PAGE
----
Fuel Log 4.0 – How soil pH affects availability of plant nutrients

The nutritional requirement for photosynthesis, respiration, and protein production can be intense to say the least. Just like an endurance athlete, the plant needs fuel. What about the soil? It’s true soil tests sometimes show a good deal of nutrient content in the soil but the challenge lies in nutrient availability and potential for root uptake. Most modern golf putting surfaces sit atop a sand based greens mix or a native soil with a cap of years worth of topdressing sand mix covering it. The result is a turf root system surviving in a sand based medium. From a drainage standpoint these soil profiles are wonderful for growth and development. The plant benefits from improved water infiltration rates but is limited by the lack of nutrient holding capacity. In addition to lack of nutrient holding capacity sandy soils typically have a pH greater than 7.0. As the soil pH begins to rise soil chemistry has taught us nutrient availability/solubility begins to suffer drastically. A soil pH between 7.0 and 8.0 shows little availability of several key nutrients. Some of the nutrients most limited in this pH include magnesium, the center of a chlorophyll molecule. Manganese, the nutrient that prepares CO2 for photosynthesis. Iron, powering chlorophyll formation. Boron, necessary for cell division, shoot, and root growth. Zinc, the unsung hero of enzymatic activity and increased energy production. Thus, monitoring pH and nutrient uptake presents an additional challenge, and show how soil pH affects availability of plant nutrients.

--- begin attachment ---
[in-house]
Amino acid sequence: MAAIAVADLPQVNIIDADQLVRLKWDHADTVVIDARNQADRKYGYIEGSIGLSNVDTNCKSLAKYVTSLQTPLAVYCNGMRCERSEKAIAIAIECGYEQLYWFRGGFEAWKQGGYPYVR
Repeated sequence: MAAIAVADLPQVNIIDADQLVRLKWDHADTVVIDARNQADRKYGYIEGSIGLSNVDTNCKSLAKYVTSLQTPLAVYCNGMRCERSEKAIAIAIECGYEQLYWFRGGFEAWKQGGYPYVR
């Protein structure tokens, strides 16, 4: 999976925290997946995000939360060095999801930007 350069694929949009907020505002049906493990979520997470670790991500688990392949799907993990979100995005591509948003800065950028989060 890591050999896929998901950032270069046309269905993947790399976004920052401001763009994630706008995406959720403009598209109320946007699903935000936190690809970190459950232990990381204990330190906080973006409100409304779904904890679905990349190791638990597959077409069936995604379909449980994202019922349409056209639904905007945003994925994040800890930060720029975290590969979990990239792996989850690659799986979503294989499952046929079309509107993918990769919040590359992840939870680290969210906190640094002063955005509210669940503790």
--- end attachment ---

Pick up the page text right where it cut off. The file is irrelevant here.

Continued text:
Over the years turf managers have realized even when they apply nutrients into high pH soils, the nutrients are subject to the same lack of availability as nutrients currently in the high pH soil. As such, turf managers have found success in foliar feeding the deficient nutrients. Foliar feeding involves applying a nutrient solution in a even application and allowing the application to dry on the foliage of the target plant. Foliar feeding iron, manganese, magnesium, boron, and zinc creates a great color response without an unacceptable amount of top growth. The end result is a healthier plant better equipped to handle the stress of the growing season.

Minors Fuel from Turf Fuel was specifically designed for high pH soils. Containing 3% iron, 1% manganese, .25% magnesium, 0.8% Zinc, and 0.2% Boron Minors Fuel works to provide the plant with key nutrients for growth, strength, and resilience. The nutrients in Minors Fuel are treated with our Dual Nutrient Complexing Technology for superior foliar uptake and spray tank compatibility. Minors Fuel is formulated to compliment any foliar spray program.